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Cardinal PirelliMember Since 01 Apr 2007
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Posted Cardinal Pirelli on 24 February 2014 - 05:59 PM
Posted Cardinal Pirelli on 02 February 2014 - 12:40 PM
I thought about killing them and saying that the show made me do it.
Posted Cardinal Pirelli on 01 February 2014 - 07:21 PM
To tell the truth, I also dislike the early adopters (or the 'next big thingers', as they rarely stay sated for long). They moved on from Punchdrunk a while ago though, so you're a few years too late on that score; you might find them now at Theatre Delicatessen or the Waterloo Vaults (both producing good work no matter who tries to make these venues the place to go). That state of relentlessly wanting newness is a problem when it merely seeks to replace. There was a telling phrase in 'Ontroerend Goed's' 'Once and For All....'. A teenager related how she kept being told that what she liked had been done before. Her response was simple but cutting, 'but not by me'. That's something that I always try to remember.
Your comment of wanting things to be 'genre defining' etc, could also be seen in that light though, that being new is the ultimate goal, and with that, I disagree. The new is so because it is happening now, that's all, older generations will see similarities as we know that nothing is really new but there's no mileage in denigrating what has come after. To see a young company like Idle Motion, for example, is wonderful; that they are so influenced by Complicite isn't a bad thing, it's just a good place to build from (Curious Directive are another company that wear their Complicite heart on their sleeve). It's so easy to say 'not new' but why do that?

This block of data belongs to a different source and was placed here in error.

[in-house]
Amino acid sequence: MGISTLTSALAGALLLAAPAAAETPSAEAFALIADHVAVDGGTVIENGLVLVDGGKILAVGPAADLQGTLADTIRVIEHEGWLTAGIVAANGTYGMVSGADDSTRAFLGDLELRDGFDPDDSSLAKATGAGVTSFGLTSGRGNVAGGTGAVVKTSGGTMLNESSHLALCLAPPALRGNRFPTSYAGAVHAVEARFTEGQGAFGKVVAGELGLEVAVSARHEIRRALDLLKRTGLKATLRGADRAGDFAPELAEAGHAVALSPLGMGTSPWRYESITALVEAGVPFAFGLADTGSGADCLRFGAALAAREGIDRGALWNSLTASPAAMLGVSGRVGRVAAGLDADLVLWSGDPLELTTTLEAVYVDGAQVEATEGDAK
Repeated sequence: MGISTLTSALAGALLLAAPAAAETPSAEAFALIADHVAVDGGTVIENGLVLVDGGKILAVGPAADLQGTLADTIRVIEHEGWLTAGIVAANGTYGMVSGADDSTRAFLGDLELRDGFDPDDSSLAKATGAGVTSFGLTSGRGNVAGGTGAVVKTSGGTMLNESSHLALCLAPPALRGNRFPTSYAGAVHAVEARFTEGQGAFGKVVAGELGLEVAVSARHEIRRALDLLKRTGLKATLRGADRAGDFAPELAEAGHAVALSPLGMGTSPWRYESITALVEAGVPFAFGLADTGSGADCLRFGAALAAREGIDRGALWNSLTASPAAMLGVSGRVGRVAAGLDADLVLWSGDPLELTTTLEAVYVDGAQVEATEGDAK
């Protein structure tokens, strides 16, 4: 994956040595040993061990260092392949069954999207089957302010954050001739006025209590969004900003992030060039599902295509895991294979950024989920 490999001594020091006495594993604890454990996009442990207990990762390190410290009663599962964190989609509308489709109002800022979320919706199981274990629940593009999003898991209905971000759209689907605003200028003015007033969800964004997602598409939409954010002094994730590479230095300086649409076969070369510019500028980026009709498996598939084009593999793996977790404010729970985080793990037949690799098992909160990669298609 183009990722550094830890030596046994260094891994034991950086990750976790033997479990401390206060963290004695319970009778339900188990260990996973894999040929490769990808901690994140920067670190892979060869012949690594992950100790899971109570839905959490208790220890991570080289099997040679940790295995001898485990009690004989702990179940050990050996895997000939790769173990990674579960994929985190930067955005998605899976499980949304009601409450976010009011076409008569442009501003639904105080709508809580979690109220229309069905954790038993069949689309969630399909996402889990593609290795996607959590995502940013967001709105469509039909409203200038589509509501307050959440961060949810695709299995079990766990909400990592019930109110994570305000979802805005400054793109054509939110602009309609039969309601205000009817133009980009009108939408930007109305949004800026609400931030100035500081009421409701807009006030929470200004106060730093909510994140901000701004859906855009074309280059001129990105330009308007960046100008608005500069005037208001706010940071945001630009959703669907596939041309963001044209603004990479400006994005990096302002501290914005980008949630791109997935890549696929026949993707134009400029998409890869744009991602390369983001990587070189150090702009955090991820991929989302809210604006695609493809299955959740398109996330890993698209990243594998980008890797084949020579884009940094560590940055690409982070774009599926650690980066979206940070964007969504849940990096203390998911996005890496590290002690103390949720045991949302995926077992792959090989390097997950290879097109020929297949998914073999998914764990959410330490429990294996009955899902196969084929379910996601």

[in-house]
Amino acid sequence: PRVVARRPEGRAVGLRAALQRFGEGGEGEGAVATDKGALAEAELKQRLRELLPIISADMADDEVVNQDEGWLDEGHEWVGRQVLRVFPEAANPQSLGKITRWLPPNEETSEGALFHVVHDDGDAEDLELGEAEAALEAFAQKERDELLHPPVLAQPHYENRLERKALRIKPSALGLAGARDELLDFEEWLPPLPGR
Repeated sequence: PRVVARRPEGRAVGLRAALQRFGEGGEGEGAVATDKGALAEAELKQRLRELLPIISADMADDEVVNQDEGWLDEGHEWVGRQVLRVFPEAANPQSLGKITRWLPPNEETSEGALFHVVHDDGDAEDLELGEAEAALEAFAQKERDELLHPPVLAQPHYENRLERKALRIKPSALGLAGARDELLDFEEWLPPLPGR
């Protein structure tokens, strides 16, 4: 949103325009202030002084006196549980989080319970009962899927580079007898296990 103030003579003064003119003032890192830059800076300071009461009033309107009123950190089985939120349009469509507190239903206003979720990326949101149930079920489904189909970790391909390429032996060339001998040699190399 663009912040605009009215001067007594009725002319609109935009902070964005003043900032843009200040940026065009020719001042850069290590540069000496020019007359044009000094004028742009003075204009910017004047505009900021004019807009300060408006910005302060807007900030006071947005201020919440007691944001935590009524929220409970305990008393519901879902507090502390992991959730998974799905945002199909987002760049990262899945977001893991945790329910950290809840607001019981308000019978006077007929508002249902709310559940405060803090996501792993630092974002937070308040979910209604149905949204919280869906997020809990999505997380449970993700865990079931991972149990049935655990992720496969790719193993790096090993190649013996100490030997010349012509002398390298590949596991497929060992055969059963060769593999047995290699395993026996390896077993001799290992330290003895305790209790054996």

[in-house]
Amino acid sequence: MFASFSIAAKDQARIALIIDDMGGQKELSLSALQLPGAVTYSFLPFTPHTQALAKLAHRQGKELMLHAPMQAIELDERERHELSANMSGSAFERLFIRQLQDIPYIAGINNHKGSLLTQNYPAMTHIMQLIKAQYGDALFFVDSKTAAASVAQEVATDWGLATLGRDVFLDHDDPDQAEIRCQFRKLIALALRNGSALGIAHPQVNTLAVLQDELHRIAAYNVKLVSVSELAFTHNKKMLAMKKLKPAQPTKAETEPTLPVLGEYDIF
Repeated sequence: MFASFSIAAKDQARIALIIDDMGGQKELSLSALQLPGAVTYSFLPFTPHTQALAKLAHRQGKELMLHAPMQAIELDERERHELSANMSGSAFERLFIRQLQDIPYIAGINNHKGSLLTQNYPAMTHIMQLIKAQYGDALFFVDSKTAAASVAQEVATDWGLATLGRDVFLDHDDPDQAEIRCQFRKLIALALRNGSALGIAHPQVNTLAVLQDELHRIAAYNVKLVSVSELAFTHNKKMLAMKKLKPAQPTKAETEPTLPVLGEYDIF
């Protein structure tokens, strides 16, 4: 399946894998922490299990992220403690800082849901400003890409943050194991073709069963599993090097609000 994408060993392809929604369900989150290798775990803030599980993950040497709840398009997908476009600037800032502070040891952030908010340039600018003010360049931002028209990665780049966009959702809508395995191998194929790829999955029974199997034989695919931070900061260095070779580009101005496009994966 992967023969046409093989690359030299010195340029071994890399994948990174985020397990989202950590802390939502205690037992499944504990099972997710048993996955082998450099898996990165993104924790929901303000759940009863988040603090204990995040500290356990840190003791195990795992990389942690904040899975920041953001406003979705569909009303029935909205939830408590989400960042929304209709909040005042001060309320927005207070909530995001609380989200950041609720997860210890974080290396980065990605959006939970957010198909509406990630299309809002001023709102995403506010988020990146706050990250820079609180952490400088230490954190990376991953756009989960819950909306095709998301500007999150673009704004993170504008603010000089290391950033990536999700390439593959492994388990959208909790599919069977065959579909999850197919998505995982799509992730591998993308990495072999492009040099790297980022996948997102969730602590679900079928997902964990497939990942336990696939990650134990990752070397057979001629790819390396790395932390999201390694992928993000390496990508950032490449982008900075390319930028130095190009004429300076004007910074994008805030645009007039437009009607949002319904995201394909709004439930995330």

A production/company has to be successful for its audience and that also might be relatively conservative. 'This House' (as mentioned by Lynette) was excellent but not trying to be new, for example, a well made play and a great new (for me anyway) writer. More experimental work needs that too, groups like Forced Entertainment aren't very different to when they started, but they are the foundation that others build on (as with Punchdrunk and the newer immersive groups, DV8 and contemporary dance etc.).
For me the future lies in everything, the totality, what is successful gets an audience and survives, no matter how old or new it is. Don't declare something 'over' but don't fixate on what exists, build from it.
Posted Cardinal Pirelli on 01 January 2014 - 01:59 AM
What looks like a really interesting year at the Young Vic.
Posted Cardinal Pirelli on 30 December 2013 - 01:21 AM
Posted Cardinal Pirelli on 22 December 2013 - 08:54 PM
- Playing Cards I-Spades (Lepage on auto pilot and with a stage that he didn't know what to do with).
- In the Beginning was the End (dreamthinkspeak in simplistic mode, no real challenge and compared to something like Toynbee (see below), lacking in atmosphere or import).
- Public Enemy (Young Vic; A director who can be better but nowhere near his best with a production lacking invention).
- Circle, Mirror Transformation (it was good but...... middle class navel gazing exported from Sloane Square, would have been better at the Royal Court itself but, even then, this exemplified the direction that Cooke's tenure got lost in pursuing).
- Radicalisation of Bradley Manning (National Theatre of Wales, a lot of sound and fury but little depth or engagement with the issues)
- Orpheus (Little Bulb with a sublimely silly show, gypsy jazz played to perfection)
- Fraulein Julie (Katie Mitchell with live theatre/video, showed how you can remake a classic by allowing the camera to give us the maid’s perspective).
- Mission Drift (a great new American company, TEAM, a kaleidoscopic show with a real complexity of form and message).
- Let the Right One In (NTS, beautifully staged, beautifully performed, snow!!)
- Secret Theatre (at the Lyric, Hammersmith; taken as a whole, three intriguing productions and a great ensemble, I look forward to more)
- The Strange Undoing of Prudencia Hart (National Theatre of Scotland, saw it in Edinburgh, bit too hot during the London run though).
- The Master & Margarita (a masterpiece of staging and performance from Complicite).
- Metamorphosis (Vesturport, as wonderful as when I last saw it).